MacIver News Service | May 17, 2019
Another week is in the books in Wisconsin. In the past week, the Joint Finance Committee continued its debate over the 2019-2021 biennial budget, focusing on Transportation, Workforce Development, and Health Services. You can keep up on all the changes made by following MacIver on social media. This week, states are wading into healthcare, tariffs continuing to harm farmers, and a nationwide decline in retail sales. While you wait for Tiger Woods to win the PGA Championship, here are important articles for the fiscal conservative, in case you missed it.
Washington state passed a bill this week that would make it the first state to offer a universal public option to health care. This would create a hybrid system that is not market based, but also not a complete government take over of healthcare. The state will dictate what the plan entails, but will hire private companies to administer the plans. In order to fund the program, there will be a cost cap that is said to save consumers money, but it needs to be set in a range that allows for savings to be passed on, while also still being a plan providers will accept.
Monday, China announced it would be raising tariffs on U.S. imports effective June 1. Among items that are impacted by the higher tariffs are U.S. exports of beef, fruit, vegetables, coats, and furniture. The new tariffs combined with the existing tariffs put on by both the U.S. and China, are projected to slow growth by 0.3 percentage points next year. Farmers have already faced higher costs due to tariffs placed on imported steel, and the new retaliatory tariffs will harm them even more.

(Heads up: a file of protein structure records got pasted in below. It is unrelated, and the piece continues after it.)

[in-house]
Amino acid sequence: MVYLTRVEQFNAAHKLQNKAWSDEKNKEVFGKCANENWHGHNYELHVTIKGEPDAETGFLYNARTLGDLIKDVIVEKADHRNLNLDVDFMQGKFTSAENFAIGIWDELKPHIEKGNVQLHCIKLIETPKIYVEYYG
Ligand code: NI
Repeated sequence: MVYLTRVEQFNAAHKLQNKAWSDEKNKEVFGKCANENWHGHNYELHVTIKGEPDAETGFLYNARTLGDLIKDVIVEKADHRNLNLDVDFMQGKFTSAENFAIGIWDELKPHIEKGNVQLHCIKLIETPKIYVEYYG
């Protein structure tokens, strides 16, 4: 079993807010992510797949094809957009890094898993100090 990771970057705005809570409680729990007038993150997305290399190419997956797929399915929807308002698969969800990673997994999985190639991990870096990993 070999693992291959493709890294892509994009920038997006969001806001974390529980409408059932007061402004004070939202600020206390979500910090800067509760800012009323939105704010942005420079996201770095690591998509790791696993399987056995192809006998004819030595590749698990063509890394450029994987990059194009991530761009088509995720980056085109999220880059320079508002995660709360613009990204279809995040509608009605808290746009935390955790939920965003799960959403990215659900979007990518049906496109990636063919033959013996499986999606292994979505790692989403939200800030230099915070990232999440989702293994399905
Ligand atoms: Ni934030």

U.S. retail sales fell for the first time in three months, indicating Americans are spending less as economic uncertainty rises. Retail sales dropped 0.2 percent last month. Among industries with the largest decline, the automobile industry declined 1.1 percent, electronics fell 1.3 percent, and home and garden centers declines 1.9 percent. Gas sales did increase 1.8 percent, but that was due to an increase in prices, which is not good for the economy. Despite a decrease in sales, low unemployment and rising wages are expected to keep the economy growing.
While the Federal Reserve has continued to hold rates steady after increasing for the last three years, market watchers are starting to believe a rate cut could soon happen. The main drive of these expectations is the budding trade war between the United States and China. President Trump has argued lowering interest rates would help win the trade war. Kansas City Fed President, Esther George, does not believe a change in rates is warranted, saying “The current level of inflation may perplex central bankers and financial market participants, but in the context of a growing economy and job gains, it doesn’t demand a Fed policy response in my view”
New reports show Wisconsin will have $753 million more in revenue over the next three years according to the nonpartisan Legislative Fiscal Bureau. Individual income tax collections are expected to increase $460 million between 2018-2019 and 2020-2021. Corporate and Franchise tax collection is expected to go up $610 million over the same period. In addition to an increase in revenue, the LFB projects income will increase four percent for each of the next three years. This increase in revenue comes after an eight year stretch where taxes were consistently cut during the Walker Administration.